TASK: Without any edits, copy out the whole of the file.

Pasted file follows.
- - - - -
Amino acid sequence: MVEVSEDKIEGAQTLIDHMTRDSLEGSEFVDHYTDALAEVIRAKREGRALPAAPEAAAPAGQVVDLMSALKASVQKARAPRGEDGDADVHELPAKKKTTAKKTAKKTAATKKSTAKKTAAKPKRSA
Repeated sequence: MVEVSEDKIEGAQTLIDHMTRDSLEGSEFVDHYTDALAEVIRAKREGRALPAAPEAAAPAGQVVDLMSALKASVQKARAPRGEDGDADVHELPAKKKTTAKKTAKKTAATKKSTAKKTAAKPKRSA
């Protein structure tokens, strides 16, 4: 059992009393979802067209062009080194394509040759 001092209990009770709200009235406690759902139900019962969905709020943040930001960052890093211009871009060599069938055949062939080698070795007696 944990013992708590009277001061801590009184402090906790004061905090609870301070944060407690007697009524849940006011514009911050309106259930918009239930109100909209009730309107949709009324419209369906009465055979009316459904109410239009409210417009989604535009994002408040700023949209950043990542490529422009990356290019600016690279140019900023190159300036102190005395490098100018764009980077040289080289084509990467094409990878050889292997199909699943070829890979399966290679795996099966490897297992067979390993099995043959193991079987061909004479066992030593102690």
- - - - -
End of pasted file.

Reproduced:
Amino acid sequence: MVEVSEDKIEGAQTLIDHMTRDSLEGSEFVDHYTDALAEVIRAKREGRALPAAPEAAAPAGQVVDLMSALKASVQKARAPRGEDGDADVHELPAKKKTTAKKTAKKTAATKKSTAKKTAAKPKRSA
Repeated sequence: MVEVSEDKIEGAQTLIDHMTRDSLEGSEFVDHYTDALAEVIRAKREGRALPAAPEAAAPAGQVVDLMSALKASVQKARAPRGEDGDADVHELPAKKKTTAKKTAKKTAATKKSTAKKTAAKPKRSA
């Protein structure tokens, strides 16, 4: 059992009393979802067209062009080194394509040759 001092209990009770709200009235406690759902139900019962969905709020943040930001960052890093211009871009060599069938055949062939080698070795007696 944990013992708590009277001061801590009184402090906790004061905090609870301070944060407690007697009524849940006011514009911050309106259930918009239930109100909209009730309107949709009324419209369906009465055979009316459904109410239009409210417009989604535009994002408040700023949209950043990542490529422009990356290019600016690279140019900023190159300036102190005395490098100018764009980077040289080289084509990467094409990878050889292997199909699943070829890979399966290679795996099966490897297992067979390993099995043959193991079987061909004479066992030593102690």